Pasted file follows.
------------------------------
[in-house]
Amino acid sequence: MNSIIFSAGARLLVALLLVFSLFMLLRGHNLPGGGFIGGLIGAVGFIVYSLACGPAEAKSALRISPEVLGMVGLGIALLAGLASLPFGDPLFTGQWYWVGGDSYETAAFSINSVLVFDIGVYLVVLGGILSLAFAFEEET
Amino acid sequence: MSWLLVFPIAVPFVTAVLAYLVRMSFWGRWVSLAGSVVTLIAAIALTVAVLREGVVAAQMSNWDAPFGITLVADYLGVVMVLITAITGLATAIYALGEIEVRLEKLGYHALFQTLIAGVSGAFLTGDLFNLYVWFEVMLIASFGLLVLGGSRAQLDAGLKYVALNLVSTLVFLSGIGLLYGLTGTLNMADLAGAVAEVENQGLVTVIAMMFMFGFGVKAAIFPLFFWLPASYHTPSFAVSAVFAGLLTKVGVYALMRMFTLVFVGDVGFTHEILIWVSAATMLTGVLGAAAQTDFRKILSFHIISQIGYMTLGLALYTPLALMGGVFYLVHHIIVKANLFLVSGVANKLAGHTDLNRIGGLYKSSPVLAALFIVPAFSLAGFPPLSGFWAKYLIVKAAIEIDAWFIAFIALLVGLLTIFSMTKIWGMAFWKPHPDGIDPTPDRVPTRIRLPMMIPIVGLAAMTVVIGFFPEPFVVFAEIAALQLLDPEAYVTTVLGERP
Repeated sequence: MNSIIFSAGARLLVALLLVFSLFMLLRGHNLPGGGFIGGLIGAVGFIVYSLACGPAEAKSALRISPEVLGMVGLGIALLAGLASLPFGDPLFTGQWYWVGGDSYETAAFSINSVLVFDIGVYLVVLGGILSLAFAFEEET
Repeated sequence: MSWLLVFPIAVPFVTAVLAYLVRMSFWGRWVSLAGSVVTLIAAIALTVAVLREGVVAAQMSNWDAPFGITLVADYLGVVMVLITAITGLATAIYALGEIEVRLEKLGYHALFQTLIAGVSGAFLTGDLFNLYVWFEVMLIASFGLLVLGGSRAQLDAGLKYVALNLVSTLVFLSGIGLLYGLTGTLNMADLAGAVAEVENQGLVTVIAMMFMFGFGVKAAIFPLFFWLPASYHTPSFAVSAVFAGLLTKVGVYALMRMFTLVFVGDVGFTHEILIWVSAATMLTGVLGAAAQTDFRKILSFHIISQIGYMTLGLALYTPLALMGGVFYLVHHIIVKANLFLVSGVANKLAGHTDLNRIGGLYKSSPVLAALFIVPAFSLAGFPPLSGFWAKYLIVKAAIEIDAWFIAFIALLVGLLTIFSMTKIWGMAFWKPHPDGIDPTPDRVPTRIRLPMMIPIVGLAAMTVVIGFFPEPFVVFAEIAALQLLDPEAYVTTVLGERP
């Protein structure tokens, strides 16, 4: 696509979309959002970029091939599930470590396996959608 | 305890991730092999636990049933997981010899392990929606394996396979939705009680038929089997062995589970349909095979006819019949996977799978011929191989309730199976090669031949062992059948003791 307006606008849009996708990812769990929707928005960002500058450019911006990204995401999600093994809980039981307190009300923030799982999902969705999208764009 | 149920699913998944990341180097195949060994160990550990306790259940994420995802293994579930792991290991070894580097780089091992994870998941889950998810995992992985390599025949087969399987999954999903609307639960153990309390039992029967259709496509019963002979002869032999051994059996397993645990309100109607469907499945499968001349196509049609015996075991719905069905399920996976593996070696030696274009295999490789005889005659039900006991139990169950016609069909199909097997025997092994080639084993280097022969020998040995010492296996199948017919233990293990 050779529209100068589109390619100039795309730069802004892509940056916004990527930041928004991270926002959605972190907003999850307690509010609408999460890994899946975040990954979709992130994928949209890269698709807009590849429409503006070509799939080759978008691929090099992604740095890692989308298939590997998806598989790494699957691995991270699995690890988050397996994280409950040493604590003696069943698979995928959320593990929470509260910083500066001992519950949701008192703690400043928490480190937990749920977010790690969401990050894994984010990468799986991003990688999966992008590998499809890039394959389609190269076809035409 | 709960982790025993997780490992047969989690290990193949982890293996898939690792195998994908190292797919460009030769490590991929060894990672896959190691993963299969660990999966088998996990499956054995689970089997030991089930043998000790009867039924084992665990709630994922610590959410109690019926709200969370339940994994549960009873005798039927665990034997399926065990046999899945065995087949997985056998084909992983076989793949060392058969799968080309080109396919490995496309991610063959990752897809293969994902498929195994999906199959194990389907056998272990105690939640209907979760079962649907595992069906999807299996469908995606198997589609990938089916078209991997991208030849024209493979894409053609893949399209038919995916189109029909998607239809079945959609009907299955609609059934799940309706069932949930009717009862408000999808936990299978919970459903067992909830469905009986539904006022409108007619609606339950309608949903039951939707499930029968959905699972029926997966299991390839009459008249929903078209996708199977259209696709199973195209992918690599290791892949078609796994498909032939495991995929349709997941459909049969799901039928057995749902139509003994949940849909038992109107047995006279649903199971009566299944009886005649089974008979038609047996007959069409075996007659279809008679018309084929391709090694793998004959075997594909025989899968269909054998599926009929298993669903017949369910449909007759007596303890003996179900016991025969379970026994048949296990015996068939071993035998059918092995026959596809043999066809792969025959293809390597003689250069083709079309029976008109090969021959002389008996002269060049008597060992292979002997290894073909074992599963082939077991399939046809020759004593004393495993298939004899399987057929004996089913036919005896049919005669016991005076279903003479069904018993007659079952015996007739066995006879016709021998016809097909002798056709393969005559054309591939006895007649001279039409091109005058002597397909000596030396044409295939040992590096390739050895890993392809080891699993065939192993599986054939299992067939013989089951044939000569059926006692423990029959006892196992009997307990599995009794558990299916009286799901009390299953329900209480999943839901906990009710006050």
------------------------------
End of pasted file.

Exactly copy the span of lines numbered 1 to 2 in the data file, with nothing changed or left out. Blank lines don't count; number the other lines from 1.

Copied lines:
[in-house]
Amino acid sequence: MNSIIFSAGARLLVALLLVFSLFMLLRGHNLPGGGFIGGLIGAVGFIVYSLACGPAEAKSALRISPEVLGMVGLGIALLAGLASLPFGDPLFTGQWYWVGGDSYETAAFSINSVLVFDIGVYLVVLGGILSLAFAFEEET